In the most basic sense, the goal of fantasy football can be stated like this: With finite resources, individuals sift through mountains of conflicting information attempting to forecast the future and determine whether or not the future prospects are bright or bleak. This sounds eerily similar to the world of finance, and there are some cogent parallels that exist between being in a fantasy football league and portfolio management.

1. Be Wary of “Expert” Advice: Every August, just before the start of a new football season, magazines flood airport shops, convenience stores, grocery chains, etc. For fantasy participants, these magazines provide a sneak preview of how the upcoming season could unfold. Look around and you’ll notice that it’s happening everywhere. On the airplane, you’ll see grown men (and women) “cramming” as they prep for their league’s draft. In coffee shops, they study the research published by revered institutions such as ESPN, CNNSI, YAHOO! SPORTS or, my personal favorite, ROTOWIRE. Buyer beware, though—these so-called experts have had some pretty serious whiffs.

Last year, an “expert” from ESPN projected San Diego Chargers quarterback Philip Rivers would finish the nineteenth most productive quarterback in the NFL. The real outcome? Rivers finished as the sixth best fantasy player at his position. The same pundit ranked Ray Rice (a running back for the Baltimore Ravens) as the second best overall player. He didn’t even finish in the top seventy-five. Often times players (or, in the case of investing, stocks) that are perceived to be unexciting, get overlooked. Pundits love to tell a story that’s sexy, often blinding the less thrilling truth that’s staring them right in the face. This lesson is evident in the world of investing, too. Telling investors to buy GE because it offers a reliable, albeit slower, growth rate isn’t exciting.

The lesson here: These expert analysts are paid to entertain as much as they are to inform. The old saying, “Those who can’t do, teach,” applies to investing. Successful money managers earn a lot more money than most market analysts. It kind of makes you wonder why those commentators aren’t managing money if they know so much, right? The reality is they are far from perfect. A recent study from 2013 showed that half of analysts missed their forecasts. While I’m not telling you to ignore them, I do think the Jim Cramers of the world are overly revered. Here’s one clip (click here) from youtube where one disgruntled viewer highlights a few of his recent blunbers.

2. Leverage your local knowledge: Frequently, fantasy owners know more about their favorite team and its closest rivals than the “experts.” Local fans that follow their favorite athletes on social media typically pick up news stories before any national reporters. Similarly, investors, either from their occupations or simply as consumers, often have deeper and more unique knowledge of certain industries or companies than do many New York-domiciled pundits. Often, people with industry knowledge, or even just plain common sense, underestimate their own knowledge or insight.

This can also be looked at in reverse. Buying into areas of the market where you have limited knowledge can be risky. When your favorite player on your favorite team has a bad game, you can put it into perspective. You’ve seen enough of their track record to convince yourself he will bounce back. The less you know about a player (or company) the less likely you are to keep the faith in times of struggle.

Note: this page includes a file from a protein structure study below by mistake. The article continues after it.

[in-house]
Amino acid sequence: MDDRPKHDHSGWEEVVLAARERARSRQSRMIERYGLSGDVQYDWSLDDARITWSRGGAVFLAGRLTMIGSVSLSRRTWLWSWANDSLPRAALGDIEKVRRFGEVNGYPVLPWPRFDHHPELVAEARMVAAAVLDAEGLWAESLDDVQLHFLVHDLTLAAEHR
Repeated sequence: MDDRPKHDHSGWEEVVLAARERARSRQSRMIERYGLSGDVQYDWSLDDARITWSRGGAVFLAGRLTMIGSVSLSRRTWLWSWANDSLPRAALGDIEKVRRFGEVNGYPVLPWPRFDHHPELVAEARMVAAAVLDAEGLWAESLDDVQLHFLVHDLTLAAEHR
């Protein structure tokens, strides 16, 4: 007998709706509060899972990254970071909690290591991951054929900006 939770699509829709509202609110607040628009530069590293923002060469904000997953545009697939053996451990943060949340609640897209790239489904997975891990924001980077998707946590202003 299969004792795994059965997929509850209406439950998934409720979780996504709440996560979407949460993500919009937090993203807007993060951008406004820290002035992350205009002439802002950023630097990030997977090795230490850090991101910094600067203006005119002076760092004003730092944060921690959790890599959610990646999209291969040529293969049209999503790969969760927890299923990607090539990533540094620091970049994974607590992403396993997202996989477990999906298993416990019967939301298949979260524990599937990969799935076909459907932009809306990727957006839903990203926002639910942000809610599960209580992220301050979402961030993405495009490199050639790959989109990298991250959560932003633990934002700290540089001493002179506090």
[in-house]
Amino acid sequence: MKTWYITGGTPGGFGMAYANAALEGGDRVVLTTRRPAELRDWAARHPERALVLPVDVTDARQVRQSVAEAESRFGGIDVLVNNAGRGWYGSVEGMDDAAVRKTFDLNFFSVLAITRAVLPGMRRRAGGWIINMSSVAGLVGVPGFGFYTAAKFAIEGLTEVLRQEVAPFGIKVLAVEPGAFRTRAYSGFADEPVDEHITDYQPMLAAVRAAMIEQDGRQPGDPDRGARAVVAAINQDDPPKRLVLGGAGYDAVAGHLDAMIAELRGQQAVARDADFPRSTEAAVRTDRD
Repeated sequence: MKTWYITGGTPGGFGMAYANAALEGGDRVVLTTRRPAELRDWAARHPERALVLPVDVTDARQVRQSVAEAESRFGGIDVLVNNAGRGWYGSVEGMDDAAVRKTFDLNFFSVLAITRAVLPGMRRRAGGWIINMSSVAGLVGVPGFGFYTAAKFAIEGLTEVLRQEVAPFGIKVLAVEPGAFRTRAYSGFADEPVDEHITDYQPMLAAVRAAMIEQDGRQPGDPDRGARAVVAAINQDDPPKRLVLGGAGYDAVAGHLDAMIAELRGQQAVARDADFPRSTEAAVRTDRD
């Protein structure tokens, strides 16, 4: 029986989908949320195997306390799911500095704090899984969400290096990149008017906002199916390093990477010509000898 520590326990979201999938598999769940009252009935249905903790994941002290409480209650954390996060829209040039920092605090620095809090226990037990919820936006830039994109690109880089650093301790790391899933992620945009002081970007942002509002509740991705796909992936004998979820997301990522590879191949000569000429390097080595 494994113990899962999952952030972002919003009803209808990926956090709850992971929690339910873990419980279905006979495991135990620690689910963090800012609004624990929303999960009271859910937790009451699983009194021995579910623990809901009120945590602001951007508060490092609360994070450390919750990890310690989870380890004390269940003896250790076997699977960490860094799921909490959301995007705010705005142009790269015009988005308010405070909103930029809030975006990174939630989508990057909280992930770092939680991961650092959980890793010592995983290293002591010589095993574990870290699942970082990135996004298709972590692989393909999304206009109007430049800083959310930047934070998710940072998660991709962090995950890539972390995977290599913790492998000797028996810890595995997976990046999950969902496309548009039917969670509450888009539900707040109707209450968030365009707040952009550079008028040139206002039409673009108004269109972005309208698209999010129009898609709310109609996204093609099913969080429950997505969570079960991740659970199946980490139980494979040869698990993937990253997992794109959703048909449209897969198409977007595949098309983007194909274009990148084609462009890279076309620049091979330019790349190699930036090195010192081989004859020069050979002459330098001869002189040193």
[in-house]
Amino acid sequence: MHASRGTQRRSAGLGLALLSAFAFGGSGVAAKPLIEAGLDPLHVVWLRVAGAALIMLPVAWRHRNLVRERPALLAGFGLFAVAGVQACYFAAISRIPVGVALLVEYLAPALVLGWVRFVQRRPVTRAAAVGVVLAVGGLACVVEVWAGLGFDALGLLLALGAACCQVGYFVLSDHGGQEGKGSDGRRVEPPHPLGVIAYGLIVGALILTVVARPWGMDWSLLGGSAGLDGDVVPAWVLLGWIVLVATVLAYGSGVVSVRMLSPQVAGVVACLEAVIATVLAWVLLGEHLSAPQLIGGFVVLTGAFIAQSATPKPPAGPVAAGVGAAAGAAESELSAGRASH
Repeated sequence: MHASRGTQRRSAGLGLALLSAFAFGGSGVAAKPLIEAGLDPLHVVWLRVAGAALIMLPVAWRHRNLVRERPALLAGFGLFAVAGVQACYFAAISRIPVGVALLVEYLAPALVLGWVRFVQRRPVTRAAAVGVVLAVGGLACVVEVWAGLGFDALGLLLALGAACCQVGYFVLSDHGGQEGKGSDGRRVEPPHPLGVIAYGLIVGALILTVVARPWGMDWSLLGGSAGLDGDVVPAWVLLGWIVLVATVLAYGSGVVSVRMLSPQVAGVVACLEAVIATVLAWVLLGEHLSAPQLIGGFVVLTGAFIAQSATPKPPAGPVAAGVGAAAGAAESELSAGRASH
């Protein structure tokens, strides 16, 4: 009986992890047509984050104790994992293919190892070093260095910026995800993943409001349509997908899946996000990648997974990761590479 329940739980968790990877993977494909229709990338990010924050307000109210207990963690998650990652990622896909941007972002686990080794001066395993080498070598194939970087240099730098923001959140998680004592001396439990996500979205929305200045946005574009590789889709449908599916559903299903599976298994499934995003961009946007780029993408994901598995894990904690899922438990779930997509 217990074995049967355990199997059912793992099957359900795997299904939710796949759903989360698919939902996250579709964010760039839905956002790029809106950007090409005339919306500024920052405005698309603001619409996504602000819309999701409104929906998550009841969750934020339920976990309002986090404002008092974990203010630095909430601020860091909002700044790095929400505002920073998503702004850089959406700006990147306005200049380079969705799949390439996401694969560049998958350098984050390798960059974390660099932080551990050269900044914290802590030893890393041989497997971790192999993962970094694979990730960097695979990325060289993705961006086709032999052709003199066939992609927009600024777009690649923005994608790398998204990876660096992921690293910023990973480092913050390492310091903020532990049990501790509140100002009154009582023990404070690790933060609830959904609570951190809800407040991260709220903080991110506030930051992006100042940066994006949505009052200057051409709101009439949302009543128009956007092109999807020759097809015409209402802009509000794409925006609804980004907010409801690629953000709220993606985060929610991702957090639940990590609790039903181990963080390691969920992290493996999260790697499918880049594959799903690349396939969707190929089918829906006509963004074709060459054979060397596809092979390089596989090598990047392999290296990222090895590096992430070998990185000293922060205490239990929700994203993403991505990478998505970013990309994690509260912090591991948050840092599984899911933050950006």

The lesson here: If you have familiarity with a company or industry, trust your experience. Just because experts make eloquent, persuasive, or loud arguments doesn’t make them right. Legendary fund manager Peter Lynch argued that astute end-consumers are often the best resource for identifying good investment opportunities.

3. Sell on Potential, Buy on Results: Almost every fantasy owner is enchanted by the idea of pulling off some incredible trade. Ideally, you give up as little as possible and in return you get a treasure trove of talented players, as well as bragging rights as the

shrewdest of negotiators. Investors can relate to this as well. The media is full of advertisements promising eye-popping returns with very little risk. It seems almost impossible that anyone could fall for such a proposition, but it happens in fantasy leagues and investment marketplaces all too frequently. While everyone knows that the idea to buy low and sell high is at the heart of any investment decision, some are able to do this easier than others.

The lesson here: Once in a while, flash-in-the pan players (stocks) become superstars, but usually they crash and burn. For every Amazon or Microsoft there’s a hundred Infospaces, Kozmo.coms, or Fiskers. Simply, good investors or fantasy owners use momentum to their advantage by selling into it. If you can swap the Wall Street darlings, and their astronomical valuations, for companies with proven track records and much less demanding prices, you’ll likely lower portfolio risk while adding return. This is particularly true in markets like the one we’ve been in for the last two years where speculation has been all the rage and prudence has been a handicap.

Certainly, fantasy football and investing don’t have a ton in common at first blush. However, there are similarities as both rely on making decisions based around uncertain future performance. The three points I discussed above are by no means the silver bullet to outperforming the markets. But hopefully this has been a fun, albeit unexpected, way to analyze some decision-making principles related to stocks. Without a doubt, investing and fantasy football require both luck and skill. Teams poised for greatness can be decimated with a single injury or ill-advised trade. Similarly, portfolios can be completely wiped out in the blink of an eye with just a few bad decisions. So before you spend time putting together your fantasy team’s draft strategy, make sure your portfolio is poised for a winning season. Because when it comes to investing, there’s no such thing as a do-over.